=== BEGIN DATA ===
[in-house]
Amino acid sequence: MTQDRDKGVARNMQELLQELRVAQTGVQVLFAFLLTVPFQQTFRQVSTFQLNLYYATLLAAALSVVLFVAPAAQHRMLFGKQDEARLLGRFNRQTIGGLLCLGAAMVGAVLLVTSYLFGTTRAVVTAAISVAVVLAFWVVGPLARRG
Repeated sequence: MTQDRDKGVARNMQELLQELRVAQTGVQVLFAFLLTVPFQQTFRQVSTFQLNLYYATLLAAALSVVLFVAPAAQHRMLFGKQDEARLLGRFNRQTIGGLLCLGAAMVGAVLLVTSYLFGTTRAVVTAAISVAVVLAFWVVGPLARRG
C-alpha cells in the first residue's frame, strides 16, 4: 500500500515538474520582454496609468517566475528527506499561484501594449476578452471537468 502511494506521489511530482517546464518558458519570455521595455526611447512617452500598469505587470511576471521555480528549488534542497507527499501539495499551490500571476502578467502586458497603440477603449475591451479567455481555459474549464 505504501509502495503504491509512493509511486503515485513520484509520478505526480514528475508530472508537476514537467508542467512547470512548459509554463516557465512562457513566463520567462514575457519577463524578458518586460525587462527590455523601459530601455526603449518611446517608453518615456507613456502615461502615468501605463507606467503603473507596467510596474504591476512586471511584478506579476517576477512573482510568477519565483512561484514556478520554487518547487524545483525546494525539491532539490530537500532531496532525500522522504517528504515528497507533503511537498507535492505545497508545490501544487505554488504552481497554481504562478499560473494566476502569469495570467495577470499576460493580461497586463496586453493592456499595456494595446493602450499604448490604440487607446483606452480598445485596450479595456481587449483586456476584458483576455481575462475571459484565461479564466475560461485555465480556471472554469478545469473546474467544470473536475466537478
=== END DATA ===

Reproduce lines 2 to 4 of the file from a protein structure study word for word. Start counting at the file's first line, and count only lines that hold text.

Amino acid sequence: MTQDRDKGVARNMQELLQELRVAQTGVQVLFAFLLTVPFQQTFRQVSTFQLNLYYATLLAAALSVVLFVAPAAQHRMLFGKQDEARLLGRFNRQTIGGLLCLGAAMVGAVLLVTSYLFGTTRAVVTAAISVAVVLAFWVVGPLARRG
Repeated sequence: MTQDRDKGVARNMQELLQELRVAQTGVQVLFAFLLTVPFQQTFRQVSTFQLNLYYATLLAAALSVVLFVAPAAQHRMLFGKQDEARLLGRFNRQTIGGLLCLGAAMVGAVLLVTSYLFGTTRAVVTAAISVAVVLAFWVVGPLARRG
C-alpha cells in the first residue's frame, strides 16, 4: 500500500515538474520582454496609468517566475528527506499561484501594449476578452471537468 502511494506521489511530482517546464518558458519570455521595455526611447512617452500598469505587470511576471521555480528549488534542497507527499501539495499551490500571476502578467502586458497603440477603449475591451479567455481555459474549464 505504501509502495503504491509512493509511486503515485513520484509520478505526480514528475508530472508537476514537467508542467512547470512548459509554463516557465512562457513566463520567462514575457519577463524578458518586460525587462527590455523601459530601455526603449518611446517608453518615456507613456502615461502615468501605463507606467503603473507596467510596474504591476512586471511584478506579476517576477512573482510568477519565483512561484514556478520554487518547487524545483525546494525539491532539490530537500532531496532525500522522504517528504515528497507533503511537498507535492505545497508545490501544487505554488504552481497554481504562478499560473494566476502569469495570467495577470499576460493580461497586463496586453493592456499595456494595446493602450499604448490604440487607446483606452480598445485596450479595456481587449483586456476584458483576455481575462475571459484565461479564466475560461485555465480556471472554469478545469473546474467544470473536475466537478